Here is a simple program file to launch a simple form which has a single property that requires a type to be supplied by the Unity container:

using System;
using System.Collections.Generic;
using System.Linq;
using System.Windows.Forms;
using Microsoft.Practices.Unity;
using Microsoft.Practices.Unity.Configuration;
using System.Configuration;

namespace UnityPropResolution
{
    static class Program
    {
        /// <summary>
        /// The main entry point for the application.
        /// </summary>
        [STAThread]
        static void Main()
        {
            Application.EnableVisualStyles();
            Application.SetCompatibleTextRenderingDefault(false);

            UnityContainer container = new UnityContainer();
            UnityConfigurationSection section = (UnityConfigurationSection)
                           ConfigurationManager.GetSection("unity");
            section.Containers.Default.Configure(container);

            Application.Run(container.Resolve<Form1>());
        }
    }
}

And here is the very simple form, take special note of the Unity [Dependency] attribute usage:

using System;
using System.Collections.Generic;
using System.ComponentModel;
using System.Data;
using System.Drawing;
using System.Linq;
using System.Text;
using System.Windows.Forms;
using Microsoft.Practices.Unity;

namespace UnityPropResolution
{
    public partial class Form1 : Form
    {

        private IMessageFormatter currentFormatter;
        private int currentMessageCount = 0;


        [Dependency("CurrentMessageFormatter")]
        public IMessageFormatter CurrentFormatter
        {
            get { return currentFormatter; }
            set { currentFormatter = value; }
        }

        public Form1()
        {
            InitializeComponent();
        }

        private void btnDoIt_Click(object sender, EventArgs e)
        {
            MessageBox.Show(CurrentFormatter.FormatMessage(
                String.Format("CurrentMessage {0}",
                currentMessageCount++)));
        }
    }
}

If we examine what this looks like when running, we can see the CurrentFormatter got resolved just fine, by the Unity container.

Quick Round Up

I quite like both Unity and Castle Windsor; I spent a bit of time examining other frameworks such as those listed below, but I leant towards the two I talked about here. In my humble opinion, both Unity and Castle Windsor are excellent products that fill the IOC/DI gap nicely, so if you find you would like to try these out, I would recommend either of these.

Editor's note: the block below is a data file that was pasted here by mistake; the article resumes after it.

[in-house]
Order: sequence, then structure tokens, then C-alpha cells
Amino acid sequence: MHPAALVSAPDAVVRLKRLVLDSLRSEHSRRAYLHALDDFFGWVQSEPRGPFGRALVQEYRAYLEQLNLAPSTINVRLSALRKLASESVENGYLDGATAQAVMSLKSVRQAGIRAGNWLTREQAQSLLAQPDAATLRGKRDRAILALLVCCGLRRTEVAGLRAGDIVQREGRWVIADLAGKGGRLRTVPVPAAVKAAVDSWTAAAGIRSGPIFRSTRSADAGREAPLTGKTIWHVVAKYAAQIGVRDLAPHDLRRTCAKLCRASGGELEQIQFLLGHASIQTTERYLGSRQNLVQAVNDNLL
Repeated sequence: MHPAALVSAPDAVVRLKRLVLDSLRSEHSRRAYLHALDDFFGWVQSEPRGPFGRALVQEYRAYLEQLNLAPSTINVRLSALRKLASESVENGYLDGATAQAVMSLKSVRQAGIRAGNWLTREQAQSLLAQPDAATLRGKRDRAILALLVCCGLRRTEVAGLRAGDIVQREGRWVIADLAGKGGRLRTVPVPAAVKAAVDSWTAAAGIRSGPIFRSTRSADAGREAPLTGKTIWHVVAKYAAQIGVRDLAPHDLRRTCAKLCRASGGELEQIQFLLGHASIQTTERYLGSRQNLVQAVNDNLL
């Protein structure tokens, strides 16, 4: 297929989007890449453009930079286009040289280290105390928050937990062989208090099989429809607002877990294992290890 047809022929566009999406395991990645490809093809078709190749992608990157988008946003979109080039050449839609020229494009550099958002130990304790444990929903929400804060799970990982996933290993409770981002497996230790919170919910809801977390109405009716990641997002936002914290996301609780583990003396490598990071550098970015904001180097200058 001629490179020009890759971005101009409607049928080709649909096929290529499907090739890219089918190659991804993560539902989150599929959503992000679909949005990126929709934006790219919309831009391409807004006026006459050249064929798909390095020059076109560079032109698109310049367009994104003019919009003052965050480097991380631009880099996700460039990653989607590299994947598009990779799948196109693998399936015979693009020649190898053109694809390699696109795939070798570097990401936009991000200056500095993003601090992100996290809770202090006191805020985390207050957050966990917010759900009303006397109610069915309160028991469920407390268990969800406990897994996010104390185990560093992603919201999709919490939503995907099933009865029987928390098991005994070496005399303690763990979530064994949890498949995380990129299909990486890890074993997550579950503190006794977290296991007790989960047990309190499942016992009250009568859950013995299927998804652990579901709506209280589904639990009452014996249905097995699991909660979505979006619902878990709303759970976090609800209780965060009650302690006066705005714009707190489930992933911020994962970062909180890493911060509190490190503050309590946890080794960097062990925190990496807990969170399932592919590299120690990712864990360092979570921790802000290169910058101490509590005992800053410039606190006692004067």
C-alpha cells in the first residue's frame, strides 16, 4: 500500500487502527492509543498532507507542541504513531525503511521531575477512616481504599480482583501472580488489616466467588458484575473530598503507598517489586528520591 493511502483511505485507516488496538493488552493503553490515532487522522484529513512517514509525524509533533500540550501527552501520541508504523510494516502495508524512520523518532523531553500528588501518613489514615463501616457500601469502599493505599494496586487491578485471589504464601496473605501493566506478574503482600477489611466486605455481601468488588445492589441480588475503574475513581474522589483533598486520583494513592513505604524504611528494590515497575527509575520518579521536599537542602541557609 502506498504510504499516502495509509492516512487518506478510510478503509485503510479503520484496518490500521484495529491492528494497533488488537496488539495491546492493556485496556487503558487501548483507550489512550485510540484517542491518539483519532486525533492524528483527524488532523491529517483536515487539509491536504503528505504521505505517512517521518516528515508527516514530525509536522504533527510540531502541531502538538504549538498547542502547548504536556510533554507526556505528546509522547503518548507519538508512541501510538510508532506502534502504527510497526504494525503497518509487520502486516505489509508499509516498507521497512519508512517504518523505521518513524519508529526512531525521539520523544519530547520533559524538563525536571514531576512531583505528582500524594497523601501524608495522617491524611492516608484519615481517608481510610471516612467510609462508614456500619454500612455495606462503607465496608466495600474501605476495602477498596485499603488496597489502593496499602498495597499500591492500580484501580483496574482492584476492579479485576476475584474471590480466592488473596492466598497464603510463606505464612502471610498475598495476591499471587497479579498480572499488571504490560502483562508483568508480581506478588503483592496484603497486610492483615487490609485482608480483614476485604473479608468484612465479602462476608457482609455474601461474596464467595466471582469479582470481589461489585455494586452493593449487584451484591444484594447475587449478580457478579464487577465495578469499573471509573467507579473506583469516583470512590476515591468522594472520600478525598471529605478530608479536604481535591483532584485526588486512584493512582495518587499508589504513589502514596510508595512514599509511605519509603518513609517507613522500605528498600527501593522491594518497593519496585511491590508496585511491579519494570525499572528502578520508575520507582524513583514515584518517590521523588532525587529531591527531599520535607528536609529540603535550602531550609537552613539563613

Other Frameworks Worth a Mention

  • Spring .NET: A quite mature (but I found quite tricky to use) framework covering all sorts of cool stuff, such as: AOP/Persistence/IOC/DI, amongst other things.
  • Pico .NET: A standalone IOC Container.
  • Lin Fu: This is a framework that offers DynamicProxy/IOC amongst other things; this is by a very, very talented guy called Philip Laureano, and he has published all the source code right here at CodeProject. He is very, very smart, and his ideas are well worth a look.

That's it

That is all I have to say. I hope this article has helped you a little. If you liked it, could you please be kind enough to leave a vote or a message? Thanks.

License

This article, along with any associated source code and files, is licensed under The Code Project Open License (CPOL)

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About the Author

Sacha Barber
Software Developer (Senior)
United Kingdom United Kingdom
I currently hold the following qualifications (amongst others, I also studied Music Technology and Electronics, for my sins)
 
- MSc (Passed with distinctions), in Information Technology for E-Commerce
- BSc Hons (1st class) in Computer Science & Artificial Intelligence
 
Both of these at Sussex University UK.
 
Award(s)

I am lucky enough to have won a few awards for Zany Crazy code articles over the years

  • Microsoft C# MVP 2014
  • Codeproject MVP 2014
  • Microsoft C# MVP 2013
  • Codeproject MVP 2013
  • Microsoft C# MVP 2012
  • Codeproject MVP 2012
  • Microsoft C# MVP 2011
  • Codeproject MVP 2011
  • Microsoft C# MVP 2010
  • Codeproject MVP 2010
  • Microsoft C# MVP 2009
  • Codeproject MVP 2009
  • Microsoft C# MVP 2008
  • Codeproject MVP 2008
  • And numerous codeproject awards which you can see over at my blog

Comments and Discussions

 
GeneralVisual Designer for XML files PinmemberDmitri Nesteruk2-Jan-09 4:35 
GeneralRe: Visual Designer for XML files PinmvpSacha Barber2-Jan-09 4:56 
GeneralRe: Visual Designer for XML files PinmemberDmitri Nesteruk2-Jan-09 4:59 
GeneralRe: Visual Designer for XML files PinmvpSacha Barber2-Jan-09 5:29